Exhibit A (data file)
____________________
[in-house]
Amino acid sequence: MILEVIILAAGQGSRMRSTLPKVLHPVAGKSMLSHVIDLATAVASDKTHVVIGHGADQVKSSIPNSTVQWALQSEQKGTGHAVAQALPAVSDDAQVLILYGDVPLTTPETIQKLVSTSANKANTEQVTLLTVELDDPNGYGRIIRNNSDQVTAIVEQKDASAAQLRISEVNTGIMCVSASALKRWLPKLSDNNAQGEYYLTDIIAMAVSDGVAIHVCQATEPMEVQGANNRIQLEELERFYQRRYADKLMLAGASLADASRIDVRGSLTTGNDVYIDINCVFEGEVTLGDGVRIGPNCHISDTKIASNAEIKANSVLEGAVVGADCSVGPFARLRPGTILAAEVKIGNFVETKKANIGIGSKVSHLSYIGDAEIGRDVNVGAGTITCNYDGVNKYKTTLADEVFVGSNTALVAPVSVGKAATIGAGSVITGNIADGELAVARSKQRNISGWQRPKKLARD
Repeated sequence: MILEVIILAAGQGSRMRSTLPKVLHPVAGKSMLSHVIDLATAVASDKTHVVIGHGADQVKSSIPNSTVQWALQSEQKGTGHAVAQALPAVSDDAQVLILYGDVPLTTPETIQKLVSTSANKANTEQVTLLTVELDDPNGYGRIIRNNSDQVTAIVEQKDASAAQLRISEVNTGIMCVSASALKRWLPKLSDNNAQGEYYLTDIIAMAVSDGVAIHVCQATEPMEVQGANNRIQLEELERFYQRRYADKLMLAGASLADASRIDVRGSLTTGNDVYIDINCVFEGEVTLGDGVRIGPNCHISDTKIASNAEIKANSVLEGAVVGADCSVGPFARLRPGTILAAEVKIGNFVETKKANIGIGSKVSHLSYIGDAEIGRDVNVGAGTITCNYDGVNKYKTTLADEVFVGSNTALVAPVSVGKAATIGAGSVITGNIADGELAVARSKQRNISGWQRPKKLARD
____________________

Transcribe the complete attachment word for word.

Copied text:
[in-house]
Amino acid sequence: MILEVIILAAGQGSRMRSTLPKVLHPVAGKSMLSHVIDLATAVASDKTHVVIGHGADQVKSSIPNSTVQWALQSEQKGTGHAVAQALPAVSDDAQVLILYGDVPLTTPETIQKLVSTSANKANTEQVTLLTVELDDPNGYGRIIRNNSDQVTAIVEQKDASAAQLRISEVNTGIMCVSASALKRWLPKLSDNNAQGEYYLTDIIAMAVSDGVAIHVCQATEPMEVQGANNRIQLEELERFYQRRYADKLMLAGASLADASRIDVRGSLTTGNDVYIDINCVFEGEVTLGDGVRIGPNCHISDTKIASNAEIKANSVLEGAVVGADCSVGPFARLRPGTILAAEVKIGNFVETKKANIGIGSKVSHLSYIGDAEIGRDVNVGAGTITCNYDGVNKYKTTLADEVFVGSNTALVAPVSVGKAATIGAGSVITGNIADGELAVARSKQRNISGWQRPKKLARD
Repeated sequence: MILEVIILAAGQGSRMRSTLPKVLHPVAGKSMLSHVIDLATAVASDKTHVVIGHGADQVKSSIPNSTVQWALQSEQKGTGHAVAQALPAVSDDAQVLILYGDVPLTTPETIQKLVSTSANKANTEQVTLLTVELDDPNGYGRIIRNNSDQVTAIVEQKDASAAQLRISEVNTGIMCVSASALKRWLPKLSDNNAQGEYYLTDIIAMAVSDGVAIHVCQATEPMEVQGANNRIQLEELERFYQRRYADKLMLAGASLADASRIDVRGSLTTGNDVYIDINCVFEGEVTLGDGVRIGPNCHISDTKIASNAEIKANSVLEGAVVGADCSVGPFARLRPGTILAAEVKIGNFVETKKANIGIGSKVSHLSYIGDAEIGRDVNVGAGTITCNYDGVNKYKTTLADEVFVGSNTALVAPVSVGKAATIGAGSVITGNIADGELAVARSKQRNISGWQRPKKLARD